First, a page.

For "The Friend."
Consequences of Slavery.
It is unpleasant to spread upon the pages of " The
Friend," such tragicalacts as a mother destroying
her children under any circumstances. But the
evidence which the following account gives of
the natural love of liberty in the poor slave, the
dread of a life of cruel vassalage and indignity, in
which the man and woman of colour are held in
our Southern states, lead us to believe that every
event which may increase a horror for the dreadful system should be published on the house-top.
We are shocked at the use of such means to release a child from future hopeless servitude, and
altogether disapprove of the use of firearms, either
to procure or to defend liberty. Citizens of the
free States who have no direct intercourse with
slavery, should be frequently apprised of its debasing influence upon the master and his menial.
The profits of dealing in slave produce, the desire
to obtain southern help to secure a full proportion
of the honours and gains of office in government,
may blind the Northern man to the gross iniquity
of slave-holding, and hence the need of constantly
keeping the subject before his view.
"A mother murdering her child rather than see
it in Slavery.—In the Cincinnati papers we find
the full particulars of the arrest of the fugitive
"About ten o'clock on Sunday, a party of eight
slaves, two men, two women, and four children,
belonging to Archibald K. Gaines and John Marshall, of Richwood Station, Boone county, Kentucky, about 16 miles from Covington, escaped
from their owners. Three of the party are father,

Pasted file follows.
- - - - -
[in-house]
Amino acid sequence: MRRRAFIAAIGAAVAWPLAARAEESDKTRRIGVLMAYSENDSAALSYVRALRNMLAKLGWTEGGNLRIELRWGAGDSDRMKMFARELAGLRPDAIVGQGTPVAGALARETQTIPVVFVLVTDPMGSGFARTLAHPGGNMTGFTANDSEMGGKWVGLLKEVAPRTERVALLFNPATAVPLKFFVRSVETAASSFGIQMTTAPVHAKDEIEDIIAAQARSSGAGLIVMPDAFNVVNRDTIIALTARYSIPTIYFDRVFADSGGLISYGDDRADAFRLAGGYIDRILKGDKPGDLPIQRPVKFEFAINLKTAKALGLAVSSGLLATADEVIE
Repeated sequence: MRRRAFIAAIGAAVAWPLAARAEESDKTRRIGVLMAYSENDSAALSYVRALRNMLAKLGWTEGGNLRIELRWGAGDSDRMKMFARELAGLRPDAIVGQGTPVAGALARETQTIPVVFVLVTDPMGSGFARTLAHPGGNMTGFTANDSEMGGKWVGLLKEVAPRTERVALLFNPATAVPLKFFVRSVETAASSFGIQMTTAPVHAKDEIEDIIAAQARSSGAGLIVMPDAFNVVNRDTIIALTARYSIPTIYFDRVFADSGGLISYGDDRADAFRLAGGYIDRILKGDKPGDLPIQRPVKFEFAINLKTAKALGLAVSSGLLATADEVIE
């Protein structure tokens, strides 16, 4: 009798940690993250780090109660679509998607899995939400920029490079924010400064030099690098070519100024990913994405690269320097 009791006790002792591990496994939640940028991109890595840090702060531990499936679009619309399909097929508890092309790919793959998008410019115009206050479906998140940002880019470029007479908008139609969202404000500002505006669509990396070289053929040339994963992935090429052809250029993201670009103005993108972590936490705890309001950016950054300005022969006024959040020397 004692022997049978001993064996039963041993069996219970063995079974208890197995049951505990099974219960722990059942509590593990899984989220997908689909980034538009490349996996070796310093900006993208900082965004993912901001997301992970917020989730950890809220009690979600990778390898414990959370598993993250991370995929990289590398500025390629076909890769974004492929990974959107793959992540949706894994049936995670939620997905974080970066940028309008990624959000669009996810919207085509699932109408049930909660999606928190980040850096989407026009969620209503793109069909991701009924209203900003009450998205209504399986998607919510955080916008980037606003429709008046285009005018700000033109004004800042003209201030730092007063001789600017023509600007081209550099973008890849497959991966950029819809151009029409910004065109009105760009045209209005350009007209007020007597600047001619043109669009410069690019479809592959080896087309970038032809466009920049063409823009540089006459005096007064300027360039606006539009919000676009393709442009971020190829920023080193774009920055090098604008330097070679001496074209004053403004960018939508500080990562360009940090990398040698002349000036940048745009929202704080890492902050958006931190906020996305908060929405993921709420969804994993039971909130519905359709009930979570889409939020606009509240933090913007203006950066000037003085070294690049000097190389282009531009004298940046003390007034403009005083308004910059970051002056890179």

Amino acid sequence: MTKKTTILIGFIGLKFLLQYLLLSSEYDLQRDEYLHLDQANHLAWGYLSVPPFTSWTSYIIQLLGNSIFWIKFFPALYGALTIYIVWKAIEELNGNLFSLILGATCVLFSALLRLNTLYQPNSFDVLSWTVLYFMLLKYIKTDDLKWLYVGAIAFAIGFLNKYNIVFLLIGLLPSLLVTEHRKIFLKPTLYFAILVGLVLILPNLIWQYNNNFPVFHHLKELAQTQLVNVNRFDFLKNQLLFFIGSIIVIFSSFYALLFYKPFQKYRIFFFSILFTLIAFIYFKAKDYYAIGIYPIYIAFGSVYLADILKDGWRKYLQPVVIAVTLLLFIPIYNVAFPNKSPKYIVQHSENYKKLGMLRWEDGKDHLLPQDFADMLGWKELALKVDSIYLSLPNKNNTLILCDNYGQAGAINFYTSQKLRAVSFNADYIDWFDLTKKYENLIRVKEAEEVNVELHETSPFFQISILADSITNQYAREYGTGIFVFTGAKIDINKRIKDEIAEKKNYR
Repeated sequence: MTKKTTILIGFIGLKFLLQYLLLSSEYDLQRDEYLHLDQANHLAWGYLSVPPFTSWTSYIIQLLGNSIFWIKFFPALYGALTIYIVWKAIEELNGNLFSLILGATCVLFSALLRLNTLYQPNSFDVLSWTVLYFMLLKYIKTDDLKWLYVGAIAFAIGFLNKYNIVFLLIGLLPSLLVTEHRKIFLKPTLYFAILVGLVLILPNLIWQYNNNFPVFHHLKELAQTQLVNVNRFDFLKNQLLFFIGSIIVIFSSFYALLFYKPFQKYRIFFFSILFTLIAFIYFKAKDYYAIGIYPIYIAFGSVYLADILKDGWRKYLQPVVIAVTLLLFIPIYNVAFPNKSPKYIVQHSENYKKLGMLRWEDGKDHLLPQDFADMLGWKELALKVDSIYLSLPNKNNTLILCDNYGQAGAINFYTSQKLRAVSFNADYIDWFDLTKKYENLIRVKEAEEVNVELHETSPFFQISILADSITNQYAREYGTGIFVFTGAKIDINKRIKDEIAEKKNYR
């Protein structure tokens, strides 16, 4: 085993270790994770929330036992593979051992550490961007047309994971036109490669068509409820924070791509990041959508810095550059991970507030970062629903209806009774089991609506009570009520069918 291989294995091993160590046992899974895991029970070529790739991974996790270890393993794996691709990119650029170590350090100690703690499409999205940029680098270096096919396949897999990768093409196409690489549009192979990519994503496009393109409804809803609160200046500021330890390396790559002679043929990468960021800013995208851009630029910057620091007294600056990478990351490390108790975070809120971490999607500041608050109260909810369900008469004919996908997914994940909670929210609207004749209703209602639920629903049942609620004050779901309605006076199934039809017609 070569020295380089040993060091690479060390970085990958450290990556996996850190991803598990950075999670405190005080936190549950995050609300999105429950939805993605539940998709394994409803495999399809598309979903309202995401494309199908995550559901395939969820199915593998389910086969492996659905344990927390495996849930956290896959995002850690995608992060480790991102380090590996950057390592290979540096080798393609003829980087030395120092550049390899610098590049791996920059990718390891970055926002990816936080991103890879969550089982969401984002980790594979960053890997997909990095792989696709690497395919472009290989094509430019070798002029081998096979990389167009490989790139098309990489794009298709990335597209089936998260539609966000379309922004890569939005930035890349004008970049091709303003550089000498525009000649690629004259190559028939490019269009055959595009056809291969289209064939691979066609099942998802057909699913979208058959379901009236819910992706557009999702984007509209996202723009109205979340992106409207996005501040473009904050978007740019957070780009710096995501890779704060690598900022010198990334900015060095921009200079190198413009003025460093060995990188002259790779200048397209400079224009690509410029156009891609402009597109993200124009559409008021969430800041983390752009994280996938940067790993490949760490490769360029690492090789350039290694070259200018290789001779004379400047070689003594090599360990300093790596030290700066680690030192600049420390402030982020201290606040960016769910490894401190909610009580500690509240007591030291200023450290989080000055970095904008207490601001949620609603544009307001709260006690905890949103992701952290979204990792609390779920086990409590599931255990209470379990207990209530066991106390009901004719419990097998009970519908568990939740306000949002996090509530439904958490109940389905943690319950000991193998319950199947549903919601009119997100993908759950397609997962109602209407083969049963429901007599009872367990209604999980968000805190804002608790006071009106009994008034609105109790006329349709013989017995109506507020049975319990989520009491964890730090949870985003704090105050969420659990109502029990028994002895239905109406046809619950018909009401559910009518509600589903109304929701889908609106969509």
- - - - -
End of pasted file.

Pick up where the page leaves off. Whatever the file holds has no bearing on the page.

mother and son, whose names are Simon, Mary
and Robert, the others are Margaret, wife, of Robert, and her four children. The three first are
the property of Marshall, and the others of Gaines.
They took a sleigh and two horses belonging to
— Marshall, and drove to the river bank, opposite the foot of Western Row, where they left them
standing in the road, and crossed over to the city
on the ice. They were missed a few hours after
their flight, and — Gaines, springing on a horse,
followed in pursuit. He proceeded to the office
of U. S. Commissioner John L. Pendry, and, procuring the necessary warrants, with U. S. Deputy
Marshal Ellis, and a large body of assistants, went
at once to the place where his fugitives were concealed. It it as well here to state that Kite had
been formerly owned in the neighbourhood of Rich-
wood Station, and was purchased from bondage by
his father. On reaching the house, Major Murphy,
a neighbour of Gaines, and who was acquainted
with Kite, called on him to open the door, and
said that resistance would be useless. This Kite
agreed he would do, but delayed so long that the
officers attempted to force it open, when a window
was suddenly thrown up, and one of the negro
men, Robert, presented a pistol and fired. The
ball wounded — Patterson, a resident of the Fourth
ward, who had been deputised to assist in the arrest. A second party of officers came up, and the
doors were forced open, and after a short but desperate resistance the slaves were secured, but not
until Robert had fired three times, but without